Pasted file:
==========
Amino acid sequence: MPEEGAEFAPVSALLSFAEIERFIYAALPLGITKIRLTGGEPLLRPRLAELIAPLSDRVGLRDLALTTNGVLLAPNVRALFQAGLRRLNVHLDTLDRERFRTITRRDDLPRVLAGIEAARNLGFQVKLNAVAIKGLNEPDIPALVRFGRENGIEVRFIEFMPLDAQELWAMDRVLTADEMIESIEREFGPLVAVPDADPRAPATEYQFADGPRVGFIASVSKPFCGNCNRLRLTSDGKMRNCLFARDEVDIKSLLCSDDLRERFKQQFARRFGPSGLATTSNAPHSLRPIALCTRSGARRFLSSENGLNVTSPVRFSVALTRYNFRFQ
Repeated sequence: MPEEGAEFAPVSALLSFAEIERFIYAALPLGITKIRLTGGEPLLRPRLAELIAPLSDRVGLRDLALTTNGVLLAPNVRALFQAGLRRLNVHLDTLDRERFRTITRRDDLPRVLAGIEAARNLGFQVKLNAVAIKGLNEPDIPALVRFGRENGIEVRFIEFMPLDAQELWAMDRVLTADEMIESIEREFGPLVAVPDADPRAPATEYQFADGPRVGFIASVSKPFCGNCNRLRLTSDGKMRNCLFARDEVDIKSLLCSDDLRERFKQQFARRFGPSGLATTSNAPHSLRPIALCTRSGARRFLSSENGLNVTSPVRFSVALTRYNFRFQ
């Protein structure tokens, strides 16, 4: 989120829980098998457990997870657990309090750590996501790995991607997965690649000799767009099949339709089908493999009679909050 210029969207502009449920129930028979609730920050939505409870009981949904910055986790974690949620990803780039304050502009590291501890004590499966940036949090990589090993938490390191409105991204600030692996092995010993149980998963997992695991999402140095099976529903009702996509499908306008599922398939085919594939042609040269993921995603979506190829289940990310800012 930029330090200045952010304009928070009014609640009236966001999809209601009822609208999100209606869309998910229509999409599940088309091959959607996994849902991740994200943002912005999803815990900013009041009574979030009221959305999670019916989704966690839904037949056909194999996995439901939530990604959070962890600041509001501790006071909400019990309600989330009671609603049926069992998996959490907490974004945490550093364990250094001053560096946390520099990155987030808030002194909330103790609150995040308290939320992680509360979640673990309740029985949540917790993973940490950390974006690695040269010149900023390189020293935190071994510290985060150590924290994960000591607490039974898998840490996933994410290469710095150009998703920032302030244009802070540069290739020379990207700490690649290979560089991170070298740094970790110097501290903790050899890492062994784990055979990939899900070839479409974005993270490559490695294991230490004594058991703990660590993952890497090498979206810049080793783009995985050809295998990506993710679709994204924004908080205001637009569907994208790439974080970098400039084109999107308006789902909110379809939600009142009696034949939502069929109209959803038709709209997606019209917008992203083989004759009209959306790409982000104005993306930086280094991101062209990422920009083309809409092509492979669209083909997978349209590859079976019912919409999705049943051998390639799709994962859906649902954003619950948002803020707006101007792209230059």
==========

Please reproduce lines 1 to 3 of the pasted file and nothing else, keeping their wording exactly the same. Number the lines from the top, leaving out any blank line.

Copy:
Amino acid sequence: MPEEGAEFAPVSALLSFAEIERFIYAALPLGITKIRLTGGEPLLRPRLAELIAPLSDRVGLRDLALTTNGVLLAPNVRALFQAGLRRLNVHLDTLDRERFRTITRRDDLPRVLAGIEAARNLGFQVKLNAVAIKGLNEPDIPALVRFGRENGIEVRFIEFMPLDAQELWAMDRVLTADEMIESIEREFGPLVAVPDADPRAPATEYQFADGPRVGFIASVSKPFCGNCNRLRLTSDGKMRNCLFARDEVDIKSLLCSDDLRERFKQQFARRFGPSGLATTSNAPHSLRPIALCTRSGARRFLSSENGLNVTSPVRFSVALTRYNFRFQ
Repeated sequence: MPEEGAEFAPVSALLSFAEIERFIYAALPLGITKIRLTGGEPLLRPRLAELIAPLSDRVGLRDLALTTNGVLLAPNVRALFQAGLRRLNVHLDTLDRERFRTITRRDDLPRVLAGIEAARNLGFQVKLNAVAIKGLNEPDIPALVRFGRENGIEVRFIEFMPLDAQELWAMDRVLTADEMIESIEREFGPLVAVPDADPRAPATEYQFADGPRVGFIASVSKPFCGNCNRLRLTSDGKMRNCLFARDEVDIKSLLCSDDLRERFKQQFARRFGPSGLATTSNAPHSLRPIALCTRSGARRFLSSENGLNVTSPVRFSVALTRYNFRFQ
């Protein structure tokens, strides 16, 4: 989120829980098998457990997870657990309090750590996501790995991607997965690649000799767009099949339709089908493999009679909050 210029969207502009449920129930028979609730920050939505409870009981949904910055986790974690949620990803780039304050502009590291501890004590499966940036949090990589090993938490390191409105991204600030692996092995010993149980998963997992695991999402140095099976529903009702996509499908306008599922398939085919594939042609040269993921995603979506190829289940990310800012 930029330090200045952010304009928070009014609640009236966001999809209601009822609208999100209606869309998910229509999409599940088309091959959607996994849902991740994200943002912005999803815990900013009041009574979030009221959305999670019916989704966690839904037949056909194999996995439901939530990604959070962890600041509001501790006071909400019990309600989330009671609603049926069992998996959490907490974004945490550093364990250094001053560096946390520099990155987030808030002194909330103790609150995040308290939320992680509360979640673990309740029985949540917790993973940490950390974006690695040269010149900023390189020293935190071994510290985060150590924290994960000591607490039974898998840490996933994410290469710095150009998703920032302030244009802070540069290739020379990207700490690649290979560089991170070298740094970790110097501290903790050899890492062994784990055979990939899900070839479409974005993270490559490695294991230490004594058991703990660590993952890497090498979206810049080793783009995985050809295998990506993710679709994204924004908080205001637009569907994208790439974080970098400039084109999107308006789902909110379809939600009142009696034949939502069929109209959803038709709209997606019209917008992203083989004759009209959306790409982000104005993306930086280094991101062209990422920009083309809409092509492979669209083909997978349209590859079976019912919409999705049943051998390639799709994962859906649902954003619950948002803020707006101007792209230059």